TAMPA — Frank Brogan, Florida Atlantic University's president and the state's former lieutenant governor, was chosen Friday to chart the future of Florida's universities.
The Board of Governors selected Brogan as chancellor over fellow finalist Roderick Chu, a former Ohio universities chancellor who has more higher education experience but lacks Brogan's familiarity with the minefield of Florida politics.
"Usually, I'm inclined to bring people from outside the system because of their different perspectives," said Ava L. Parker, vice chairwoman of the board. "But in this particular instance, I have to go against what I typically believe."
Board members made it clear they expect Brogan to use his Capitol connections to repair the university system's relations with the Legislature. The tensions date back to 2001, when Republican Gov. Jeb Bush got rid of the Board of Regents that preceded the Board of Governors.
Brogan, 55, served during that time as Bush's lieutenant governor, but during finalist interviews in Tampa on Friday he told board members: "My role in that was limited."
He said he enjoys working with the Legislature, Democrats and Republicans alike. "I work both sides of the aisle, and I do believe you can get a lot more done if you have the support of everyone in the process," he said.
Brogan was one of four finalists out of 13 candidates, but by Friday only Brogan and Chu remained. Indiana community colleges leader Thomas Snyder and Florida State University associate professor Steve MacNamara bowed out earlier in the week.
Board members lauded Brogan's successful earlier career in K-12 education. They said the former education commissioner is well suited to bridge K-12 and the state's 11 universities — two systems trying to succeed despite hundreds of millions of dollars in recent budget cuts.
Before he was elected education commissioner in 1994, Brogan worked as a teacher, principal and superintendent in Martin County schools. He ran on the gubernatorial ticket with Bush in 1998 and served as lieutenant governor until 2003, when he took the FAU job.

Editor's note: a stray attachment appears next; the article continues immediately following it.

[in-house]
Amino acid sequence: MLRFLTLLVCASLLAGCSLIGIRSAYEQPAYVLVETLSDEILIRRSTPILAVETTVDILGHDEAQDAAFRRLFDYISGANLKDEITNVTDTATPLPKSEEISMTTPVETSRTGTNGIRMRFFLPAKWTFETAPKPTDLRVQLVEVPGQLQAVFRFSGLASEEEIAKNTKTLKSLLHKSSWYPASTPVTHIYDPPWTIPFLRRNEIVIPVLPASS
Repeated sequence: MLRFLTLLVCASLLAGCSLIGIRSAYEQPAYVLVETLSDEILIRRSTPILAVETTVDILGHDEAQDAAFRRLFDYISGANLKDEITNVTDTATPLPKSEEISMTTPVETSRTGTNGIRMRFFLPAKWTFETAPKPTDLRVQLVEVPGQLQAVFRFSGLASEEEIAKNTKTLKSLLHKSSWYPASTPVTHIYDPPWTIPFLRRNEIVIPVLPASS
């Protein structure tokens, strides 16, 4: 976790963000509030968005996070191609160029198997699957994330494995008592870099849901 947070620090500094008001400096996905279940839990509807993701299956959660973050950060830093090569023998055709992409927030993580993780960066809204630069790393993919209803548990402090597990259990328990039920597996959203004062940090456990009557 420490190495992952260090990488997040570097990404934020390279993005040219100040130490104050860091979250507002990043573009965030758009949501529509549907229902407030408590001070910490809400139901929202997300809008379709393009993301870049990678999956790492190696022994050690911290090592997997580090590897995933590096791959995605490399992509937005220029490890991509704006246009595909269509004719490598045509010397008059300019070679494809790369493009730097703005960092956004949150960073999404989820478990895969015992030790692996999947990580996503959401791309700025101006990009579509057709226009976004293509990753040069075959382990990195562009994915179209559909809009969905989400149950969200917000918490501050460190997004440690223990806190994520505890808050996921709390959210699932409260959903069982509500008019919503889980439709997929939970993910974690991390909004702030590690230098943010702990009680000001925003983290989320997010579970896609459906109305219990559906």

Brogan earned his bachelor's degree in education from the University of Cincinnati in 1976 and his master's degree from FAU in 1981.
"I wasn't supposed to go to college. In my neighborhood, people didn't," said Brogan, who grew up in Cincinnati and was raised by his mother, a widowed parent with an eighth-grade education. Brogan, the youngest of six children, has a twin brother.
Board members conducting Friday's interviews spent more than an hour with each finalist, seeking their views on the system's needs, strengths and shortfalls.
"Traditional solutions won't work. Higher education here is pressured from within and from without," Chu said, citing "various moves in governance" in "a state that has traditionally underfunded all of education."
Brogan said universities must look to lawmakers and business leaders as "lifelong partners."
"I believe when you're asking for more money from the Legislature … they are looking for a return on investment," he said. "We can remind them that these are not expenditures. These are investments and development opportunities."
The board noted Chu's direct experience overseeing higher education, having worked with the Ohio and New York university systems since the early '90s.
Brogan, though, is adept at the hot potatoes of Florida politics and education. "He has a strong and powerful voice in the state of Florida," said search committee member Shane Strum, deputy chief of staff to Gov. Charlie Crist.
The next step will be to negotiate a salary and benefits package for Brogan, whose total compensation package at FAU is worth more than $490,000. Former Chancellor Mark Rosenberg's compensation, taxpayer and privately funded, was $416,353.
Shannon Colavecchio can be reached at (850) 224-7263 or firstname.lastname@example.org.